Remarks in Anchorage Upon Signing the Fish Protein Concentrate Act
I AM TODAY signing a bill which marks another advance in this Nation's commitment to eliminate poverty and famine and disease throughout the world. This measure will make it possible to apply the results of research from the laboratory to the economic large-scale production of a wholesome, nutritious protein concentrate.
Protein deficiency is a problem even in our own country here in America. But even more important, it is the greatest cause of childhood disease and illness throughout the world--and particularly in the less developed countries.
The fish protein concentrate that will be developed in this program will be used to fortify foods of many kinds without changing their taste or their texture. It is easy to transport, because 85 percent of the world's population, almost 3 billion people, live less than 500 miles from the sea. It can be made available without the need for special storage or refrigeration and its use throughout the world will not require any change in food custom or habits.
The boundless fishery resources of the seas are as extensive as the seas themselves. Marine biologists tell us that the oceans could support an annual catch of 400 to 500 million pounds of fish and that is a very important source of animal protein.
Nevertheless, despite the world's increased fishery efforts, 85 percent of this great potential supply goes unused every year. This fish protein concentrate program offers us an opportunity to utilize our fishery resources, to provide the world with a protein source of great value at a very low cost, to help our commercial fishing industry to prosper. This is a challenge and it is an important beginning.
Thanks to the efforts of Senator Bartlett, Senator Gruening, and Congressman Rivers, it is now possible to take this important step in meeting one of the pressing problems of mankind.
I think I ought to tell you that Senator Bartlett, Senator Gruening, Ralph Rivers, and I don't always see everything alike. Sometimes we have differences of opinion. And that is what is wonderful about this country--these big States allow it.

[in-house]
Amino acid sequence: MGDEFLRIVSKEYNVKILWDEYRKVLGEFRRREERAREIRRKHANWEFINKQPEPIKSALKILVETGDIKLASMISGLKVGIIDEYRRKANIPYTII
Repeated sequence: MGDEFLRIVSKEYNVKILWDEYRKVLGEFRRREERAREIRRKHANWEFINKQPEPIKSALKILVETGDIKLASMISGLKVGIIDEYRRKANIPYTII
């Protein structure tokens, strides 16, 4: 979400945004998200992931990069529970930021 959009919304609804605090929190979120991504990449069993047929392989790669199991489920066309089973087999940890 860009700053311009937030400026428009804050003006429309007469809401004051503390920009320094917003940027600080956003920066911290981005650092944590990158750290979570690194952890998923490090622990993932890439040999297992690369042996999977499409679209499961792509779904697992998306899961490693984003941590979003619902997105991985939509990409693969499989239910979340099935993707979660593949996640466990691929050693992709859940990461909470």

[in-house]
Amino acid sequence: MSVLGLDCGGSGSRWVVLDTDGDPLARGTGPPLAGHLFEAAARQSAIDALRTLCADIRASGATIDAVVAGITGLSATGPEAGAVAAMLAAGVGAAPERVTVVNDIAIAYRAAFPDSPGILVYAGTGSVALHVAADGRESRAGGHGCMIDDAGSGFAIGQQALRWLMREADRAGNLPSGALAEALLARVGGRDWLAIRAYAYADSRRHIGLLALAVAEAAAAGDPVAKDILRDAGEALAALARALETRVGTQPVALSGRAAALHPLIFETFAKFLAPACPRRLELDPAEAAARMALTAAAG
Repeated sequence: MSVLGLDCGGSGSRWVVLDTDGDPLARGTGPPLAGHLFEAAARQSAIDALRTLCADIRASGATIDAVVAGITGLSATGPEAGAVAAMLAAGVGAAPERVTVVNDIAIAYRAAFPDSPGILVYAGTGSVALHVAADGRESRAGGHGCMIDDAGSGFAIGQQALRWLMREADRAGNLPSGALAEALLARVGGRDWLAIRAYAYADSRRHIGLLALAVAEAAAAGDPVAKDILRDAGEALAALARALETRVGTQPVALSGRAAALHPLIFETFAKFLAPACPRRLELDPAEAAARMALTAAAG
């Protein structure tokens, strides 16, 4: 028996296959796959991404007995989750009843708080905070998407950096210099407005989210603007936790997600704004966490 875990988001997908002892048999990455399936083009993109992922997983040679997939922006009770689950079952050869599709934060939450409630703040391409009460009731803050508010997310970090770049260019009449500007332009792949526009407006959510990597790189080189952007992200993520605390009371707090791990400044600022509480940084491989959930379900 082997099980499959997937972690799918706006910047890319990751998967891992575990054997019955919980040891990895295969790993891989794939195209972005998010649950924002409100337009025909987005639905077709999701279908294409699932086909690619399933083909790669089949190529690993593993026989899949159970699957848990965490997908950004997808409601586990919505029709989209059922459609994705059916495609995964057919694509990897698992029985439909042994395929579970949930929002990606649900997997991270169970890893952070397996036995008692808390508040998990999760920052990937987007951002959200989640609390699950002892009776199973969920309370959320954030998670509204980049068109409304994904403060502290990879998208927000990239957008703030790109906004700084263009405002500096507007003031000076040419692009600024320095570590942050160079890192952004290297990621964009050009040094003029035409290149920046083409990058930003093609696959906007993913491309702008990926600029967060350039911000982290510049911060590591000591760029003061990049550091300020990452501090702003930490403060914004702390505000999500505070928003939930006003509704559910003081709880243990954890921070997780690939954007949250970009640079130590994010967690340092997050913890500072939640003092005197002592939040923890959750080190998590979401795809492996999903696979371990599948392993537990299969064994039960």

That is one reason why we like to live in a big State so we have plenty of working room. And we don't always see everything alike--even though we do see this protein bill alike--because if we did see everything alike we would all want the same wife.
But generally speaking, when you look at what the 89th Congress has done--and this bill is just another one--there is more plus than minus, there is more good than bad, and that is the way you have to judge us.
You can't judge us on one strikeout or one foul ball. You've got to look at the hits, the runs, and the errors.
This year we asked the Congress to act on about 200 bills. As I recall it, we passed 181 and we lost 19. Our batting average was .905.
So this morning I ask all Americans--in business and industry, our working people and our farmers, our colleges and universities, from our laboratories, from our State and local governments--I ask all of you to try to help us unite this country.
Let us always remember before we start talking about the woes and the problems and what is wrong with our neighbor, and what is wrong with our other States, and what is wrong with our leaders--let us all try to remember that when we are greatly divided there is danger. But in unity there is strength.
Your country is just like your family. If you spend all of your time talking about your wife and your boy and your girl and what they have done wrong and the mistakes that they have made (and you can find plenty that we have all made--none of us are perfect)--why, if you spend all of your time talking about your family that way, it will add to your problems; it won't solve them.
So rather than be a martyr and start feeling too sorry for yourself, just think about how wonderful it is to be an American; how far we have come; how much we have done; how much better off we are than most of the people of the world.
And let us acknowledge our obligations to the Good Lord for having made all of this possible.
Thank you very much.
Note: The President spoke at 7:59 a.m. in the Ballroom at the Anchorage Westward Hotel.
As enacted, the bill (S. 2720) is Public Law 89701 (80 Stat. 1089).
Lyndon B. Johnson, Remarks in Anchorage Upon Signing the Fish Protein Concentrate Act Online by Gerhard Peters and John T. Woolley, The American Presidency Project https://www.presidency.ucsb.edu/node/237630